8 Steps To Protecting Yourself From Email Phishing

2nd November 2022

Times are tough – and scammers are scrambling to make ends meet too. (No sympathies here though). It also means that they’re getting sneakier by the day, sniffing out new ways to trick you into giving them access to your bank accounts. 

As digital crime rates soar, one method, in particular, is becoming increasingly prevalent: phishing.

Keep your money safe by reading (and then sharing this ) this guide to protecting yourself from phishing.

What the heck is phishing anyway?

Like the kind that involves a hook, line, and bait, phishing is the digital crime equivalent. (Spoiler: you’re the fish :/) It’s also one of the most common ways that skelms try to get their hands on your hard-earned money. 

It goes something like this: they reach out to you in the form of an email, WhatsApp, text, or phone call posing as coming from a credible source like SARS.  Their goal? To get you to share personal information like your bank details, usernames, or passwords. Unfortunately, unsuspecting people all over the world take the bait, losing thousands in the process.

The good news? Outsmarting scammers is easy once you know how to protect your money, identity, and personal information.

As a facilitator of digital payments via our card machines and online platforms, our aim is to help your business grow. However, digital criminals target services and platforms just like ours, so it’s crucial that you’re equipped with the right information to keep you and your customers safe.

Here are the 8 crucial steps to protecting your business (and telling scammers where to shove it).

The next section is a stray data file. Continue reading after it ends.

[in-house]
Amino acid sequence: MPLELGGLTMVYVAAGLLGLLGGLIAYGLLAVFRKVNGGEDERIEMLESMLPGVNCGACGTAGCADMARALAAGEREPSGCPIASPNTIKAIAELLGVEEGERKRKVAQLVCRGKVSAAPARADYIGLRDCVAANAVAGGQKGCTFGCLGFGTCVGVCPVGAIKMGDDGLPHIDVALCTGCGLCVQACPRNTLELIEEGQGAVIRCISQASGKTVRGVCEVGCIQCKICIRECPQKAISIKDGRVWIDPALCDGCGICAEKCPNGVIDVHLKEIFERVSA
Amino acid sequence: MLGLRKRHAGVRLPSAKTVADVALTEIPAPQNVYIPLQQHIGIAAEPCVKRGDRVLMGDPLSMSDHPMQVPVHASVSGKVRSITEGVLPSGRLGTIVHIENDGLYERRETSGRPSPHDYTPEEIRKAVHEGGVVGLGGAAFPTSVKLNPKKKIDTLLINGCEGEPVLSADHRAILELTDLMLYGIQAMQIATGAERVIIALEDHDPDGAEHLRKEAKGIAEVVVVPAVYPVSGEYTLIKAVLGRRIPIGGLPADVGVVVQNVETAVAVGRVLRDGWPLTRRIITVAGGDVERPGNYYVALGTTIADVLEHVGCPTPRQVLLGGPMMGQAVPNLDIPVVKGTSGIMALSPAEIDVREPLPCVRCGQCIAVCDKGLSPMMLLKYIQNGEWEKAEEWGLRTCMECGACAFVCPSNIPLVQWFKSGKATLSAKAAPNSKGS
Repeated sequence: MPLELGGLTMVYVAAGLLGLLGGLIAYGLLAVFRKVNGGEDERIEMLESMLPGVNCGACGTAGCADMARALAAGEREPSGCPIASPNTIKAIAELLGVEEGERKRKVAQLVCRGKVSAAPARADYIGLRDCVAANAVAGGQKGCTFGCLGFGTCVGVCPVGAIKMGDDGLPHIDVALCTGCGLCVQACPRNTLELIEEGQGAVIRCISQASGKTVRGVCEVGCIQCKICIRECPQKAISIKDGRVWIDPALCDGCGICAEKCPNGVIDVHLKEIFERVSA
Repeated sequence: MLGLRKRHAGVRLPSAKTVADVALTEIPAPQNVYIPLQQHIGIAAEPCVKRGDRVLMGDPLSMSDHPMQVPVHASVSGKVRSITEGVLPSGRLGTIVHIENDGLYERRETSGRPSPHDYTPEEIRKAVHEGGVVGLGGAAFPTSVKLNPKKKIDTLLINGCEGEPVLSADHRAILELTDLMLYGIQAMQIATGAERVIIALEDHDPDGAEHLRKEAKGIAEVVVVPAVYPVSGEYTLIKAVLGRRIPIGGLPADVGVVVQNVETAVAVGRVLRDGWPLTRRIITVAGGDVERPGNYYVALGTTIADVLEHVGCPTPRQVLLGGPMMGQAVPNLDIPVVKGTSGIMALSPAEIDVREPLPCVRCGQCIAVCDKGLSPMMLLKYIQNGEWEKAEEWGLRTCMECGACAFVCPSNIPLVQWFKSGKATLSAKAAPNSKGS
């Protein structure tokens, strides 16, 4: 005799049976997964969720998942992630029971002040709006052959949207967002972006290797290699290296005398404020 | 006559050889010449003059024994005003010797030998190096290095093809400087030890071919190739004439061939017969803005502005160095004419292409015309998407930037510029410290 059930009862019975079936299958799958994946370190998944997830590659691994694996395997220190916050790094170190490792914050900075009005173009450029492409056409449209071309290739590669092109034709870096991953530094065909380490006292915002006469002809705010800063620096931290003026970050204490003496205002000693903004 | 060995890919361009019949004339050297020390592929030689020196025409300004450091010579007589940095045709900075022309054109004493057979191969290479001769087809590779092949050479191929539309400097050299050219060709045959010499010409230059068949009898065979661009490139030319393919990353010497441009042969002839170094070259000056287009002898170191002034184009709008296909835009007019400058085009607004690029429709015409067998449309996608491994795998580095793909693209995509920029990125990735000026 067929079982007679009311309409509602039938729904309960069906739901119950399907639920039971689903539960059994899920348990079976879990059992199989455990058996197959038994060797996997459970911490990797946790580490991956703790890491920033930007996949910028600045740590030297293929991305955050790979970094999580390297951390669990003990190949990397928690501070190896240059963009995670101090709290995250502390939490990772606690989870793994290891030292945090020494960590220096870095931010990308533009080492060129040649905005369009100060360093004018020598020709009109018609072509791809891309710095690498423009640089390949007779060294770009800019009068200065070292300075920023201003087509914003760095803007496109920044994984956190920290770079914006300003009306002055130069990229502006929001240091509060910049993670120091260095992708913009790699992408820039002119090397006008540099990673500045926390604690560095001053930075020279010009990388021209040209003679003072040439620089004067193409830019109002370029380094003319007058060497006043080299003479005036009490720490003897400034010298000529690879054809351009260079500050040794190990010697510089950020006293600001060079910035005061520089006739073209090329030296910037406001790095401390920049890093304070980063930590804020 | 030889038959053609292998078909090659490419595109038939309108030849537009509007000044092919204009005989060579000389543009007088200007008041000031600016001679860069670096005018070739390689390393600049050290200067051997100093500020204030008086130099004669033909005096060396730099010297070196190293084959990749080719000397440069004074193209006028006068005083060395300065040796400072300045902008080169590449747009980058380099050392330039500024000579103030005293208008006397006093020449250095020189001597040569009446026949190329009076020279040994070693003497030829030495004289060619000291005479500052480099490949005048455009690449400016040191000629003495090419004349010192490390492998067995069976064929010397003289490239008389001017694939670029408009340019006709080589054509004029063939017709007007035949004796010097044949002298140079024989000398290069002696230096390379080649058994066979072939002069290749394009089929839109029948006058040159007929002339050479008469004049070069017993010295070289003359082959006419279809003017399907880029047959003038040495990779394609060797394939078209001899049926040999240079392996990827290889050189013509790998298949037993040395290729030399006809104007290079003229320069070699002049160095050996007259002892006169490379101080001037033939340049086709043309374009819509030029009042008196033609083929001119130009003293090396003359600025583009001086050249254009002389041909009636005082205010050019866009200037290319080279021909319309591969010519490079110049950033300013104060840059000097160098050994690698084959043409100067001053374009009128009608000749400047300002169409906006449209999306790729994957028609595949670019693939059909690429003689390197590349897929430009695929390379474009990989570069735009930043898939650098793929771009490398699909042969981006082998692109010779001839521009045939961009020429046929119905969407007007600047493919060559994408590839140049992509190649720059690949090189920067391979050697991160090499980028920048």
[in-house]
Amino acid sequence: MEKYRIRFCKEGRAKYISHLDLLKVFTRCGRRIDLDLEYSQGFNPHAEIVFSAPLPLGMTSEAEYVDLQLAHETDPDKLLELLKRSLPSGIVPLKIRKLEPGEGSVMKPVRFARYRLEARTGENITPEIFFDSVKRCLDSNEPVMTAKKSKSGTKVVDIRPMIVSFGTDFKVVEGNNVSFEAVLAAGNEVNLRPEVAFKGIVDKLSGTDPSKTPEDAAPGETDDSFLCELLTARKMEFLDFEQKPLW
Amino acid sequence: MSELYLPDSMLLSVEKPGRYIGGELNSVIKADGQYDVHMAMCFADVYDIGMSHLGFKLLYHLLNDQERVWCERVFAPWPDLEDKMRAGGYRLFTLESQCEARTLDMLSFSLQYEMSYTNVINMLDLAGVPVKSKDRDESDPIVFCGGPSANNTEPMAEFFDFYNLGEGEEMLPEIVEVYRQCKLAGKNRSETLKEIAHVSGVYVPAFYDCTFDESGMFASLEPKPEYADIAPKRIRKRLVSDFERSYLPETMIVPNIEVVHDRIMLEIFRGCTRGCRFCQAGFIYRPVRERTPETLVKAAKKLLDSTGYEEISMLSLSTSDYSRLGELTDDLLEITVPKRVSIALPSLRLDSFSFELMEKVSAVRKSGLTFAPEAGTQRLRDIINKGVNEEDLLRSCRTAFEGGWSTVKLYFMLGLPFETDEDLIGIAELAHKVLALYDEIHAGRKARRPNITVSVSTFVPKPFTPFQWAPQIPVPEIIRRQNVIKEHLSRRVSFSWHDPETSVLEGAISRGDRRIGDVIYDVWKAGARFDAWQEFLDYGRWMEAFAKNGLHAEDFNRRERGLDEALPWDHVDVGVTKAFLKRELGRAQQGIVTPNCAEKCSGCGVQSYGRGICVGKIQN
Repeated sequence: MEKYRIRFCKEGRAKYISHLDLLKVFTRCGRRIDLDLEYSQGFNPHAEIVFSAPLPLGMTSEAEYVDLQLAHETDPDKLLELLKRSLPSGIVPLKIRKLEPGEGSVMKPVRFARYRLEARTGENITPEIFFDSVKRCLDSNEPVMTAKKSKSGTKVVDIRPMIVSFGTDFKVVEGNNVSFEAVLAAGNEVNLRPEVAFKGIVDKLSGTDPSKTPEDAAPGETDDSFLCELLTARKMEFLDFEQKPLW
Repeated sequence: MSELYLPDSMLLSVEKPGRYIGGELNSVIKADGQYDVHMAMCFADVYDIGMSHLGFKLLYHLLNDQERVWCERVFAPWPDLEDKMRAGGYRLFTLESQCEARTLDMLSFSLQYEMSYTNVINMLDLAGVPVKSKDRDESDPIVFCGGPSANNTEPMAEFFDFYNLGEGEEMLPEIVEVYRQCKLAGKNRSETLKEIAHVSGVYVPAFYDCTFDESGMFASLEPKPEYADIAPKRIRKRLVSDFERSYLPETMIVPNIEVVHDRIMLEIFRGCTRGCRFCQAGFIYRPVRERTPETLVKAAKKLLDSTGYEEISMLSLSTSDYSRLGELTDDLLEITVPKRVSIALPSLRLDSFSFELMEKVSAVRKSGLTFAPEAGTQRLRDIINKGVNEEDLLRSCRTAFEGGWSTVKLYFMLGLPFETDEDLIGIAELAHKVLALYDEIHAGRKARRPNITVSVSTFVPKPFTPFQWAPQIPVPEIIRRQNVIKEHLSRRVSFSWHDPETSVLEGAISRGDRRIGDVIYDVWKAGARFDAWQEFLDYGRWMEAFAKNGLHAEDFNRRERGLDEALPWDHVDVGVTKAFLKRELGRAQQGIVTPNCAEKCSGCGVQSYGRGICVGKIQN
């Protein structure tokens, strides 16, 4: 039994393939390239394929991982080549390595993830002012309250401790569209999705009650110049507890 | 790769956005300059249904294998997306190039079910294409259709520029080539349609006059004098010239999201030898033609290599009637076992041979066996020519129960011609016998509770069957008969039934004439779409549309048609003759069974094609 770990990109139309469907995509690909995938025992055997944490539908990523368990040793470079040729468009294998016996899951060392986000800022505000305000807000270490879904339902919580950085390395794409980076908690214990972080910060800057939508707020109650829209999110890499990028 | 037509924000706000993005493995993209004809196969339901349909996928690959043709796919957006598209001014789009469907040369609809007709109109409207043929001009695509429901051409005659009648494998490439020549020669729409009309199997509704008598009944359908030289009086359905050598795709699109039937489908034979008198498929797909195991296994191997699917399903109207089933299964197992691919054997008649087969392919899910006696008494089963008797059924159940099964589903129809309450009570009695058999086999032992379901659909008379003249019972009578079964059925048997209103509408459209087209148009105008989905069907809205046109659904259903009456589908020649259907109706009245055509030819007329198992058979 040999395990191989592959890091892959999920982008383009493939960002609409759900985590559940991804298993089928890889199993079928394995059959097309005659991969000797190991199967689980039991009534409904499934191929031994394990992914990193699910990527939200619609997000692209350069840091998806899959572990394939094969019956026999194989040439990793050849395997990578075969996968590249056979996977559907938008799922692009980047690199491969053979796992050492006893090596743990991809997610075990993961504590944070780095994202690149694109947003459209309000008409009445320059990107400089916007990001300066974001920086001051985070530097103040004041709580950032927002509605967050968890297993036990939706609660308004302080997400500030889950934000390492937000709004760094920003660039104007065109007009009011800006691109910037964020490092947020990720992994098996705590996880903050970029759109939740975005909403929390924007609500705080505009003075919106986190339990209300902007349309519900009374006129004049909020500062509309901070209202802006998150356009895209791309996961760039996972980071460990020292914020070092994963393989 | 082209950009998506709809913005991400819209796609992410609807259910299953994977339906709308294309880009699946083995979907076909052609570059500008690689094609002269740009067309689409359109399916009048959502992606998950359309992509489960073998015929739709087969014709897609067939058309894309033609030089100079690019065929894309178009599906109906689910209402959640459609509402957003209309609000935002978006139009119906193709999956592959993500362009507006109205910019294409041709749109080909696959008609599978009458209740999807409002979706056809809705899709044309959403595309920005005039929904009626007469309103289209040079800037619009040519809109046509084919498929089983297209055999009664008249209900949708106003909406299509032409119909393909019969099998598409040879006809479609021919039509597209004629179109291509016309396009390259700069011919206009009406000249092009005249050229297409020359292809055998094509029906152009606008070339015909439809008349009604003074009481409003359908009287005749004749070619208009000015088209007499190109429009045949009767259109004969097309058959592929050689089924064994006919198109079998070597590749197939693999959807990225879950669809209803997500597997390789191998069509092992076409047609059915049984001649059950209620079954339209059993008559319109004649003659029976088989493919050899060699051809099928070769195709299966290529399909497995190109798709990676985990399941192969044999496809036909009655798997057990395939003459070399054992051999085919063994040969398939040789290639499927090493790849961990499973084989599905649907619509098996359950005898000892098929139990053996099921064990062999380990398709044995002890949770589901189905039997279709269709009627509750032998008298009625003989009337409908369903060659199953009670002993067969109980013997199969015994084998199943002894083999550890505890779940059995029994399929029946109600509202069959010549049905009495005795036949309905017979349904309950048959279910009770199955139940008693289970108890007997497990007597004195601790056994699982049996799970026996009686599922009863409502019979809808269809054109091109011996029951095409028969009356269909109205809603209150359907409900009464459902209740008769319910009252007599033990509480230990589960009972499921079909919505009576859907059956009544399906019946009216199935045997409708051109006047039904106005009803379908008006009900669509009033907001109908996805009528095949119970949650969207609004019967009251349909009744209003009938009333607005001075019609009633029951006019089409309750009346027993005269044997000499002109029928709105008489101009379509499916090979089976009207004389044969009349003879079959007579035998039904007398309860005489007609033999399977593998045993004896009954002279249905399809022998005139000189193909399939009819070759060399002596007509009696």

1. Never click on any unknown links or attachments

in any unrequested emails. Why? Because at the other end of the link is malicious malware designed to obtain personal information from you.

2. Never share personal information

via email. This includes personal passwords, pins, credit card or banking information, and OTPs.

3. Be on the lookout for incorrect logos, misspelt words, and grammatical errors. 

For example, ‘SARRS’ or ‘View you’re outstanding fine’s ’, etc.

4. Be aware of claims of overdue invoices and final notices.

Fraudsters use this scare tactic to create panic and encourage you to click on links. (If in doubt, contact the legitimate institution via the formal channels listed on their website.) Tip: Yoco’s app provides you with detailed information on any transactions made so you can check and confirm payments.

5. Check email addresses

to conduct any online financial transactions or admin – never follow links or icons in emails. Tip: The Yoco App is free to use, and works on mobile or tablet.

6. Always go directly to your secure financial institution’s website

If you suspect that you’ve been a victim of fraud, contact us immediately to report it and take steps to prevent further loss on [email protected] or +27 (0) 87 550 9626.

7. Perform regular checks on your account statements

for any unauthorised transactions, withdrawals, or payments. Tip: Yoco has transaction monitoring that helps block money laundering attempts and other illegal activities. 

8. Never perform any banking transactions via an unsecured or public wifi network.

Always ensure that you are connected to your own, password protected wifi.

For more information read our Fraud 101 guide here.